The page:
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Alumni
Jessica Flavell

Jessica has received a conditional offer to study Psychology at Cambridge University.

Here’s what Jessica has to say about what she’s been up to since leaving YBA in 2012, and this exciting opportunity:

‘In Coleg Cambria I have been studying Law, Psychology and Sociology. I started my college experience by studying 4 A levels because that's what I thought I needed to do. In reality, 3 A levels were a lot better for me in terms of how much time and effort I could put into them; quality is always better than quantity. I am currently finding college hard work with a lot of assignments and extra reading that needs to be done but you have to put in the work in order to get anywhere. I also enjoy the social side and I have met most of my friends through college. If I could go back to school and choose what to study again I would pay more attention to what the course includes and consider how much I would enjoy studying it. That is the main difference with school because you have to enjoy the subjects you pick because of the amount of work that's required from you. There's no 'best friend' sitting next to you and its all new and even though this is a scary thought, you become independent and it sets the foundations for what your life will be like.

I am really excited by the conditional offer to study Psychology at Cambridge. I never considered it until I got my AS results and the college pushed me to apply. Getting a University offer in general is always nerve racking because you have to get the entry requirements in order to get in so you know that you must get the exam results and work hard. When I was in school I never thought about Uni or thought it was a real prospect but it becomes very real when you go to college. The process, even though nerve racking (especially when I went to the Cambridge Interview) was enjoyable and exciting. I studied Psychology at GCSE through Ysgol Bryn Alyn but you don't need to do this in order to do a Psychology A level which shows that there are many options available even if people haven't found a subject they really enjoy in school. I don't have any immediate plans for the future, I always focus on getting the results and then see where that takes me. I know that it will be in the field of Psychology but when I start my degree, I'll learn what i enjoy the most and go into a particular area.’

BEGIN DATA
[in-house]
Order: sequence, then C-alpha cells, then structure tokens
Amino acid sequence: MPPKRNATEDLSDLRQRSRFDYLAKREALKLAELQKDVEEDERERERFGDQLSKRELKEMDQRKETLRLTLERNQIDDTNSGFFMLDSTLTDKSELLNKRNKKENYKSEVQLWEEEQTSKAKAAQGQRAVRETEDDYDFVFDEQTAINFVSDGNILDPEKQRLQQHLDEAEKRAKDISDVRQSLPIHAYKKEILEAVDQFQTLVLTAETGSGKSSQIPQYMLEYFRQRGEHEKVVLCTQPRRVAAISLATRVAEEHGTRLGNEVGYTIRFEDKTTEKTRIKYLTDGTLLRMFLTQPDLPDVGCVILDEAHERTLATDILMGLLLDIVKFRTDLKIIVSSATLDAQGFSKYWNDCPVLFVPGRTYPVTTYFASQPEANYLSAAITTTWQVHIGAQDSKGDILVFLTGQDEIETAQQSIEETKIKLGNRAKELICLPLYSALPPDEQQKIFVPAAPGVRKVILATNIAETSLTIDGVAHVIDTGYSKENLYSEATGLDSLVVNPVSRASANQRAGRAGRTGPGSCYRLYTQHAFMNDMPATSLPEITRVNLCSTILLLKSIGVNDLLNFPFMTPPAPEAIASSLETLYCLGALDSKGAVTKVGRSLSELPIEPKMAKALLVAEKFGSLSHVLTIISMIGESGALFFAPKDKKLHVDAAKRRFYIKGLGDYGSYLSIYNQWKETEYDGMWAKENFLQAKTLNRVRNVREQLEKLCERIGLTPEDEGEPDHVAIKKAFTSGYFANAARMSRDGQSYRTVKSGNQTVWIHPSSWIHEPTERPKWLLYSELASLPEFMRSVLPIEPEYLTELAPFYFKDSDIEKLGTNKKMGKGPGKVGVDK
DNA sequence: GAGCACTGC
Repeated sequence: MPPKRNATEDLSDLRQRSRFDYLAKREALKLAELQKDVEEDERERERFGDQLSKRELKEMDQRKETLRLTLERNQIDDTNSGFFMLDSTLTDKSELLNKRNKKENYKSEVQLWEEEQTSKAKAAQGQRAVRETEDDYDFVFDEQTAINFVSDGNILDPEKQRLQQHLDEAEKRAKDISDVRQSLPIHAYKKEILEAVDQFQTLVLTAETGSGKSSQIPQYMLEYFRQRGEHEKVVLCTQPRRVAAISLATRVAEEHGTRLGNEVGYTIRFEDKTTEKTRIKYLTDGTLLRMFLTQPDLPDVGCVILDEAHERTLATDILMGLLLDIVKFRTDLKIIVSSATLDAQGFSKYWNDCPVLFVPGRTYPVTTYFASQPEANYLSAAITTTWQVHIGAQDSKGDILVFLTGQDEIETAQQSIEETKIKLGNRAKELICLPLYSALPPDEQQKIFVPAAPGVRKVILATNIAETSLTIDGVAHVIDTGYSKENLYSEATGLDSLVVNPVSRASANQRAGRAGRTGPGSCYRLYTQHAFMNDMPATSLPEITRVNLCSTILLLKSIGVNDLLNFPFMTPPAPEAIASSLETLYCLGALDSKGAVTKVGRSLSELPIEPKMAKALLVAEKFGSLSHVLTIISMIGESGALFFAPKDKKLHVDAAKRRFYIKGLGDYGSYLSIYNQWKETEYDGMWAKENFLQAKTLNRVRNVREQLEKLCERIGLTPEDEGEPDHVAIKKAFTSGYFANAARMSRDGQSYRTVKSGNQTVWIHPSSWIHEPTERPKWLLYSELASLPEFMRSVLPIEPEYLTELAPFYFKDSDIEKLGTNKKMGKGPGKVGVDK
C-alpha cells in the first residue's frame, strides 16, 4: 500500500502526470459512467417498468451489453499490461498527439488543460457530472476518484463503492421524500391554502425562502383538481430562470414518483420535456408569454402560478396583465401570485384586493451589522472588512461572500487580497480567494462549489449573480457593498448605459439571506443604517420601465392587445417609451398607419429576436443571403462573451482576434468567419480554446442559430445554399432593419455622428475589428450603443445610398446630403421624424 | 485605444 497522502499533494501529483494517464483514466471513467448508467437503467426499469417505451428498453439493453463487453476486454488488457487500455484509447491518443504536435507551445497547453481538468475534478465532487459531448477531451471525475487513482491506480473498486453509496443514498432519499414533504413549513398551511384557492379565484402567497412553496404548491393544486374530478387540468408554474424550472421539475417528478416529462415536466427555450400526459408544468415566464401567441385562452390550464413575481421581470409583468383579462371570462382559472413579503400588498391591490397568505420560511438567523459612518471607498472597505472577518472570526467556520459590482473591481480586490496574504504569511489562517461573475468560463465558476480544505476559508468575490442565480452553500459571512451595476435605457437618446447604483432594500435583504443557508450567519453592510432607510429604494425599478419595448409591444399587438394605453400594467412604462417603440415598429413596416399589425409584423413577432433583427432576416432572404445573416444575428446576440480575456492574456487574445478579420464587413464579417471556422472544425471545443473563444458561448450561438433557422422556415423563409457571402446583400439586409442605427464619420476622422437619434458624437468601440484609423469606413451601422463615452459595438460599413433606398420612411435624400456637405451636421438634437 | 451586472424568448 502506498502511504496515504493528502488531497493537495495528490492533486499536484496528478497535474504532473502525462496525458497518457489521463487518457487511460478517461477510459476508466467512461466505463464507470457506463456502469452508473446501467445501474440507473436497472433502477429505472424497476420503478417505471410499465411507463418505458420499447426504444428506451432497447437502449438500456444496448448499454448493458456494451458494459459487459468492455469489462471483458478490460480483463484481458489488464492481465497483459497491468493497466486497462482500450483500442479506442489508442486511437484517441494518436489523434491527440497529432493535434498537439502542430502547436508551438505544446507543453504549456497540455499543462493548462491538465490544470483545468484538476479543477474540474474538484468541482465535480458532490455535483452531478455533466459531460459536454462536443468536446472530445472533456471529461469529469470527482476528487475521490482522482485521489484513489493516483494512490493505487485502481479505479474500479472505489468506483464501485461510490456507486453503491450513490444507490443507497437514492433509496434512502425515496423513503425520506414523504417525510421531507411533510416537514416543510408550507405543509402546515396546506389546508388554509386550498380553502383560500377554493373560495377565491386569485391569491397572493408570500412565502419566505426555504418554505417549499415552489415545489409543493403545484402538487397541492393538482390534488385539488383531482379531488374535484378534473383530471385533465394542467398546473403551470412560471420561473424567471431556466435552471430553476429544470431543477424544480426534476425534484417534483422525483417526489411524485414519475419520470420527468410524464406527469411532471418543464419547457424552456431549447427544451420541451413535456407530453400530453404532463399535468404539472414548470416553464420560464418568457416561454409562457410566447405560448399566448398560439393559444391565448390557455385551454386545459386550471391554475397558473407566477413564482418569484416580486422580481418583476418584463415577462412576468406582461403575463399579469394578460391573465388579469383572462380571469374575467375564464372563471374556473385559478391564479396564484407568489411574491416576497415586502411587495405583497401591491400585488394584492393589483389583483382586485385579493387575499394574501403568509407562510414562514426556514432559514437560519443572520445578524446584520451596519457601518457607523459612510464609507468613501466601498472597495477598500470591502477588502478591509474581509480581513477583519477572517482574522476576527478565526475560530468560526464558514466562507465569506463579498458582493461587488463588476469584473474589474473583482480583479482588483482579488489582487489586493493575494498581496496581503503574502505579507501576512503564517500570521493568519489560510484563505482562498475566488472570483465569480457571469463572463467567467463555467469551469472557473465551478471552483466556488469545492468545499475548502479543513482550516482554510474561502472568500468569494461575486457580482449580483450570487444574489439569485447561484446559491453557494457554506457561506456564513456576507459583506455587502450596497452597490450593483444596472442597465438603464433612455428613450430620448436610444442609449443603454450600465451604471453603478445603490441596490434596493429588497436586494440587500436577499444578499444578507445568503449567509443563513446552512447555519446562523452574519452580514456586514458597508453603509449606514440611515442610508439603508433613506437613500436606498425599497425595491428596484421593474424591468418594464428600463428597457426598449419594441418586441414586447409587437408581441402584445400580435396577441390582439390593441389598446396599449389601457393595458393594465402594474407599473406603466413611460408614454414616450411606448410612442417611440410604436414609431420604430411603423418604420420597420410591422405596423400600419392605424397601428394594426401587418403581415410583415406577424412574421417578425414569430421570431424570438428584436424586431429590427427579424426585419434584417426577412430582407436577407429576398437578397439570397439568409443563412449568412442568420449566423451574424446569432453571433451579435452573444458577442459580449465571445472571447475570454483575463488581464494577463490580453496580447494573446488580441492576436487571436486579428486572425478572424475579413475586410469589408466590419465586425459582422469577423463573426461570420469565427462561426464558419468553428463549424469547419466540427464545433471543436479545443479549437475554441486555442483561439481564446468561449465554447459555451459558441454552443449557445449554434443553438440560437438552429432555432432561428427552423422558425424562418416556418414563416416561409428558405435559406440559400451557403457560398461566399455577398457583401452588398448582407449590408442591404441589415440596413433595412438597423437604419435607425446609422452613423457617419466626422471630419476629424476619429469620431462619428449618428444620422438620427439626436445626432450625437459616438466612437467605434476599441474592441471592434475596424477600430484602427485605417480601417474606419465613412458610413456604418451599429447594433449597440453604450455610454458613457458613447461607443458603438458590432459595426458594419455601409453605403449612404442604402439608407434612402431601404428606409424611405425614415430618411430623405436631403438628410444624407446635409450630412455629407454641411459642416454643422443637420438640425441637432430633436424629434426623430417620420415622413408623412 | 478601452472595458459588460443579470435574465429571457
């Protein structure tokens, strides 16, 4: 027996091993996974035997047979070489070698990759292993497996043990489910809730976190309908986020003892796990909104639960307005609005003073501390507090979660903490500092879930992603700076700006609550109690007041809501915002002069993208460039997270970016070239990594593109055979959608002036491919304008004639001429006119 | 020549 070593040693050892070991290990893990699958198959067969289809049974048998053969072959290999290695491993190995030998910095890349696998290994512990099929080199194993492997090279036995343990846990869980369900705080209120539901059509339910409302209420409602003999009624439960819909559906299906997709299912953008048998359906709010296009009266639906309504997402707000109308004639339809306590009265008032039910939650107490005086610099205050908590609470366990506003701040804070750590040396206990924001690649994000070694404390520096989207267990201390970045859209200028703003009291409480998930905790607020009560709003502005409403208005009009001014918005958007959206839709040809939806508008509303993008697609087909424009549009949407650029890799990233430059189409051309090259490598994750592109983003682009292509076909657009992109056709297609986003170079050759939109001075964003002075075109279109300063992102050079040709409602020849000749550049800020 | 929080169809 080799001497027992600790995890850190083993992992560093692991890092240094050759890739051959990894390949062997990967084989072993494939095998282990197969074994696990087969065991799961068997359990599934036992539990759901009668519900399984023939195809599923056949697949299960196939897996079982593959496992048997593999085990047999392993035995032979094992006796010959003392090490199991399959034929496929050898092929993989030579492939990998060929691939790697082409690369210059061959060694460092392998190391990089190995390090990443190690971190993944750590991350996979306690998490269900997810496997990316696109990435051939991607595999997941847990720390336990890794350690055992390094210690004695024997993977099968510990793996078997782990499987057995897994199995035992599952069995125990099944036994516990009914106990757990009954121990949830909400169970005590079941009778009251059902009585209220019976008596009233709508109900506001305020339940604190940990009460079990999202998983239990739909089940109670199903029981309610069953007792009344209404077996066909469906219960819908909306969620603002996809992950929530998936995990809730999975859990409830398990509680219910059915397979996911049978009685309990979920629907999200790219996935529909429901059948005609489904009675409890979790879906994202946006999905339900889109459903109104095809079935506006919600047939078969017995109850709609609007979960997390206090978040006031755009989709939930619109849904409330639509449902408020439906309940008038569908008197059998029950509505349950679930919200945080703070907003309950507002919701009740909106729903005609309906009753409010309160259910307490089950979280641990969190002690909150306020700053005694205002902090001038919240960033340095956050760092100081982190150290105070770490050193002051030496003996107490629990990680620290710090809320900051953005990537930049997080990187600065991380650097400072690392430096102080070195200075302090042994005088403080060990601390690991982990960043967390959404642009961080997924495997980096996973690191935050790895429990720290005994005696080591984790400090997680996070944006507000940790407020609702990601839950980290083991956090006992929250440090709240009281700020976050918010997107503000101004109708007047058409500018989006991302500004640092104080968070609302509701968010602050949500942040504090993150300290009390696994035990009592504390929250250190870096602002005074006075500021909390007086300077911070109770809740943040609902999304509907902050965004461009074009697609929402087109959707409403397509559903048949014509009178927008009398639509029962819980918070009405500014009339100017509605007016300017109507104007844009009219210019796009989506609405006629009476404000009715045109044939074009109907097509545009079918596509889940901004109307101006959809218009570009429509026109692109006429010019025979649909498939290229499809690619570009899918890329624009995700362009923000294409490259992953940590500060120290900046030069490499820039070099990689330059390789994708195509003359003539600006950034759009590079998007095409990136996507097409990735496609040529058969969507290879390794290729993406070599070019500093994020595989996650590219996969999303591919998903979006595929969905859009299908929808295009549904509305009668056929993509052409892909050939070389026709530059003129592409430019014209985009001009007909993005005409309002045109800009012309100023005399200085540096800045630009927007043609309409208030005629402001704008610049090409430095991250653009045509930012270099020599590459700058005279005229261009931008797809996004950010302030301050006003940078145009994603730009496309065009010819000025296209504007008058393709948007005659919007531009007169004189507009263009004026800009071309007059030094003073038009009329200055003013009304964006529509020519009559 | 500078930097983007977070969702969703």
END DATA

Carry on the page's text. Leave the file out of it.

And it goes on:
jessica flavell

 

Jamie Harrison

Ysgol Bryn Alyn is delighted to announce that Jamie Harrison (ex pupil 2007-2012) was nominated (by Wrexham Yale Rotary Club) and has been awarded a ‘Diana Champion Volunteer Award’. The Diana Award is presented to inspirational or socially active young people who have made a positive difference to the lives of others and their communities. Jamie, throughout his time at school, was instrumental in working with the International Committee and developing our strong global links, especially in India and America.

He was chosen by the ‘We to Me’ charity (one of 30 across the UK, and the only Welsh student) to volunteer in India - building a school, during the summer of 2013.

He gives his time with energy and enthusiasm and we are thrilled to know that he has been recognised in this way.

Jamie is the third Bryn Alyn student to be awarded A Diana Award. We are very proud of him.

jamie harrison

Terri Ritchie

Terri Ritchie, who is now 24, was selected as a Silver Ambassador whilst at YBA. Young Ambassadors are the most outstanding sports leaders in schools, selected due to their sporting talent and their exceptional commitment and ability as young leaders or volunteers. Terri is now a Gold Young Ambassador for Wrexham. Below, Terri explains her commitment and achievements:

‘When I heard that Glasgow was hosting the 2014 Commonwealth Games, it brought back exciting memories from the London 2012 Olympics and so I immediately applied to become a volunteer for the games. I wanted to be part of sporting history and enjoy the atmosphere having been lucky enough to experience the Olympic Park in London! I also applied for numerous pairs of tickets as a back-up if I wasn't selected as a volunteer. Sadly, as a result of the high demand of applications for both volunteering and tickets, I wasn't selected for either, and so I was very disheartened. However, for the past four years I have been involved in the Young Ambassador Programme in Wrexham - a legacy from the 2012 Olympics - involving young people in sport. I started having been selected as a Silver Ambassador in YBA and now, due to me being a 'Gold Young Ambassador' for Wrexham, I was given the chance to apply to become part of the 'YA Media and Events team' for Glasgow 2014. I took up this opportunity and applied, resulting in me being successful due to my passion for the sport in the media.

With this, myself and other Young Ambassadors arrange sporting events in schools of all ages to promote the Glasgow 2014 Commonwealth Games. We promote it in the local media and social networks, with huge opportunities of interviewing 'Team Wales' athletes involved in the Games. I was incredibly happy with achieving this as it is another opportunity I have gained from being part of the 'Young Ambassador' scheme, and also an example of - if you try at something and it doesn't succeed then try and try again until it does - ''Dream Big" remember!! ‘